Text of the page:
If you’re looking to replace your home router with something that offers more control, features, and performance pfSense is an excellent choice. pfSense can act as both a router and firewall offering lots of features for free that are often only found in pricey commercial routers.

What is pfSense?

pfSense is a custom open source distribution of FreeBSD.  pfSense is a fork of the m0n0wall project focused on running on a complete computer instead of an embedded system.

Some interesting uses for pfSense

Configure a DNS blacklist to block unwanted web sites on your network.

Setup a transparent squid proxy to improve internet performance and monitor usage.

Build a dual WAN router to combine the bandwidth of multiple internet connections.

Things you need

The computer running pfSense must have at least two network cards.  One of the interfaces will be used for the LAN (connecting to your switch) and the second will be the WAN interface that connects to your cable or DSL modem.

If you don’t have a dedicated network switch but your existing router has a built in switch you can use it instead.  Make sure you disable the built in DHCP server since pfSense will be handing DHCP.  Also don’t connect anything to the WAN port.

Installation

(Do not connect any network cables yet)

After getting the PC setup you’re going to use the first thing you’ll need to do is boot off of the pfSense liveCD you created.  After the liveCD finishes booting you will be presented with the pfSense console setup menu.  From this menu select option 99 ‘Install pfSense to hard drive’

For the rest of the installation processes as a general rule you can select the default options.  When choosing the kernel select the ‘multiprocessing’ kernel if  the system your using has a 2 or more CPU cores, otherwise select ‘uni-processor’.

Screen shots for the installation process can be found here.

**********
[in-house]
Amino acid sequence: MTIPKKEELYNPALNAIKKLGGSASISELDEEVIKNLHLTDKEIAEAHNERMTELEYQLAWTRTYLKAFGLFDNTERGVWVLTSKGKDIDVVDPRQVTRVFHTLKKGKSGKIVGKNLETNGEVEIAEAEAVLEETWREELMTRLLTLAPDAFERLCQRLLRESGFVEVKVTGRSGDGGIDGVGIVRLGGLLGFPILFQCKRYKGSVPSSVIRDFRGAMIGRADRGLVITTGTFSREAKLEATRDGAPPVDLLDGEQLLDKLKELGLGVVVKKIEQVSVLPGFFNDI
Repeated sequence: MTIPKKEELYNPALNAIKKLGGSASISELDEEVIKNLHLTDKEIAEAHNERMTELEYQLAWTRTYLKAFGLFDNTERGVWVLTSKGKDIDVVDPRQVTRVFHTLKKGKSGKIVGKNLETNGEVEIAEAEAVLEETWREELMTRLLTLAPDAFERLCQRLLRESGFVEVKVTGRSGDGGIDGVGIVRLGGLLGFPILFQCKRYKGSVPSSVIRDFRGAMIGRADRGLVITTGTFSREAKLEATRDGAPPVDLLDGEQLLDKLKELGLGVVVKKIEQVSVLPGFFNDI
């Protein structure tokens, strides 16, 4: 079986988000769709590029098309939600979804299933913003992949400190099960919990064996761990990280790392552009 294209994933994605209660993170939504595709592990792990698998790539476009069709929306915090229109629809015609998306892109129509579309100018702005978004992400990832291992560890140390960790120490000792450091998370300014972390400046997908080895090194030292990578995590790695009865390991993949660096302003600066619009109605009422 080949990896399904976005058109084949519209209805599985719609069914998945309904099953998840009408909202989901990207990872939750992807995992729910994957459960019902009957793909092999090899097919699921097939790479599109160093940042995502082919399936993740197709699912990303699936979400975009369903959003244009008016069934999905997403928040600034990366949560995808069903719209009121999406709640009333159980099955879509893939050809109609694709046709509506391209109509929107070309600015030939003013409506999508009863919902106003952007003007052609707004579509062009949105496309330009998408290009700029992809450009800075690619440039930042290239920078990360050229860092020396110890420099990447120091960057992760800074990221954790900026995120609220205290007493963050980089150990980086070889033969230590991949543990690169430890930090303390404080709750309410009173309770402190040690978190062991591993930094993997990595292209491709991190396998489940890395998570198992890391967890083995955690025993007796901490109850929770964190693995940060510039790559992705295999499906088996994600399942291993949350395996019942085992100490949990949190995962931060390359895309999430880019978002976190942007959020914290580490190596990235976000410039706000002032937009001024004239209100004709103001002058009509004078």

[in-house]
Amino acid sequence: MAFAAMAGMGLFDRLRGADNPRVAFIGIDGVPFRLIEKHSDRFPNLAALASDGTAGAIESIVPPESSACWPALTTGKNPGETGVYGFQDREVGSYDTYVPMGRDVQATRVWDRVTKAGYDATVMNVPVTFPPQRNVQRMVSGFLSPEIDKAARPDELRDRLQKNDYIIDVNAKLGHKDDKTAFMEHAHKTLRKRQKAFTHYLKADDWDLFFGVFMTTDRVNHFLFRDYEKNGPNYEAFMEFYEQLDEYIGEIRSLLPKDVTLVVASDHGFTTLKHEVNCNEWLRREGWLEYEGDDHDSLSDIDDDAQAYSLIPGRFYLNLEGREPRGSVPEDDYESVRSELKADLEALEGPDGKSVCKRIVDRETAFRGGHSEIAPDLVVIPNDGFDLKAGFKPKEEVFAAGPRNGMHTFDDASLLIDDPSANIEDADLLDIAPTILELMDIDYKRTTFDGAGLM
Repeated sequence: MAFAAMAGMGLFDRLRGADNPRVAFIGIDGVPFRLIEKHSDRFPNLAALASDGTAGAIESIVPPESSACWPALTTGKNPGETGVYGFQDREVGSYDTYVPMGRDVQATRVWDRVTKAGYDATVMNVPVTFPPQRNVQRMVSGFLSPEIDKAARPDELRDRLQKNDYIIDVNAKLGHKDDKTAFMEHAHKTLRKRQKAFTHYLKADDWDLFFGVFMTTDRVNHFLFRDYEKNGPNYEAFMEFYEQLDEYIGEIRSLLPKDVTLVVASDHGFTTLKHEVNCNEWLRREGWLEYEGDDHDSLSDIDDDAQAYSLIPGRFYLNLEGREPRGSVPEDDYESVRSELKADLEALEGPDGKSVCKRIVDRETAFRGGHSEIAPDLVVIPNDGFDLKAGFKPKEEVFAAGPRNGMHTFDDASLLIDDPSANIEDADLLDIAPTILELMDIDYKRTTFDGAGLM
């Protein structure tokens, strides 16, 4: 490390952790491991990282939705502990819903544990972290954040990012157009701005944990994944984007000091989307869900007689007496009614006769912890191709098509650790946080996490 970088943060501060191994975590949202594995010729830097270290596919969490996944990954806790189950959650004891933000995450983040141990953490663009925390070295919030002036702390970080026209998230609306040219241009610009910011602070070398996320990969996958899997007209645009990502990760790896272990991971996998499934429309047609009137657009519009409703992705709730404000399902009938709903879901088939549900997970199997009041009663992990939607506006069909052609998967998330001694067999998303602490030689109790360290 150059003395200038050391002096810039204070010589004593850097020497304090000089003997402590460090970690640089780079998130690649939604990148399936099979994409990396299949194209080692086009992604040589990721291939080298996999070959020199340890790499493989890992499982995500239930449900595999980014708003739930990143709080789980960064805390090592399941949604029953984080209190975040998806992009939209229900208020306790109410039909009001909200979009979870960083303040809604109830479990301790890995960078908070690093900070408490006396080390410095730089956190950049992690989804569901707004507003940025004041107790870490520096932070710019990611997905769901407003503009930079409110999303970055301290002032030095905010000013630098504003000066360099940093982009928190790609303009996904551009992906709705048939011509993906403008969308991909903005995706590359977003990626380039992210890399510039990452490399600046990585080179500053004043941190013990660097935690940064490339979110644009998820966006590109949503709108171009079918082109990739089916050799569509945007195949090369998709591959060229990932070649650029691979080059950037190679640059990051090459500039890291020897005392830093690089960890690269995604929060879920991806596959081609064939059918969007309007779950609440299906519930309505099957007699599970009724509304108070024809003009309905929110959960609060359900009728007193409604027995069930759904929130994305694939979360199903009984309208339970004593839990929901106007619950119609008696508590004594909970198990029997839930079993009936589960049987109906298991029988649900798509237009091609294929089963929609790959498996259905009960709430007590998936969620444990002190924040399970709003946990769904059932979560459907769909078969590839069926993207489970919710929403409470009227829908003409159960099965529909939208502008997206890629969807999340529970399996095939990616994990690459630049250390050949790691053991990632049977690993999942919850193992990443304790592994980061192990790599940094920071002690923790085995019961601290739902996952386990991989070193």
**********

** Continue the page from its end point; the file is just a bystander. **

Once the installation process is complete remove the CD and reboot the computer.  You’ll want the system to boot from the internal hard drive you installed pfSense onto at this point so adjust your bios settings as needed.


Configuration

When your pfSense system boots up for the first time you’ll be asked if you want to configure VLAN’s, just say no.

Next you’ll be prompted to “Enter your LAN interface name or ‘a’ for auto-detection”.  Auto detect is the easiest way to go here, once your in auto detect mode all you have to do is plug in the ethernet cable in the port you’ll be using for LAN (this should connect to your switch), once pfSense detects link on that interface it has been configured.  Follow the same procedure to configure your WAN interface.  If you want to set up any additional interfaces do so now, for example you might have a third interface if you plan on making a dual WAN router or a DMZ.

At this point you should be back at the main pfSEnse console menu.

Select option 2 ‘Set LAN IP Address’ and enter the IP address and mask you want to set for your pfSense box for most people 192.168.1.1/24 works just fine.  I would also recommend enabling the DHCP server when prompted.

At this point your router is up and running!  You can configure further settings through the web interface.  To access the web interface point your browser to http://192.168.1.1 or whatever you set the LAN IP address to in the previous step.

Default username: admin

Default password: pfsense

Troubleshooting Steps

The web GUI isn’t loading (https://192.168.1.1)

Make sure you can ping the IP address first (eg: ping 192.168.1.1)

If you can’t make sure you connected the LAN interface to your switch and not your modem.  You can always go back to the pfSense console and re assign the interfaces again.  Also make sure the computer your using has obtained a valid IP address from the DHCP server you can set a static IP such as 192.168.1.2 for troubleshooting if needed.

The internet isn’t working

If you can pull up the web GUI but the internet doesn’t seem to be working check to see if your WAN interface has an IP address.  http://192.168.10.254/status_interfaces.php If it doesn’t check the cable going to your cable or DSL modem.  You may need to power cycle your modem in order for the router to be able to obtain a valid IP address.



Sam graduated from the University of Missouri – Kansas City with a bachelors degree in Information Technology. Currently he works as a network analyst for an algorithmic trading firm. Sam enjoys the challenge of troubleshooting complex problems and is constantly experimenting with new technologies.

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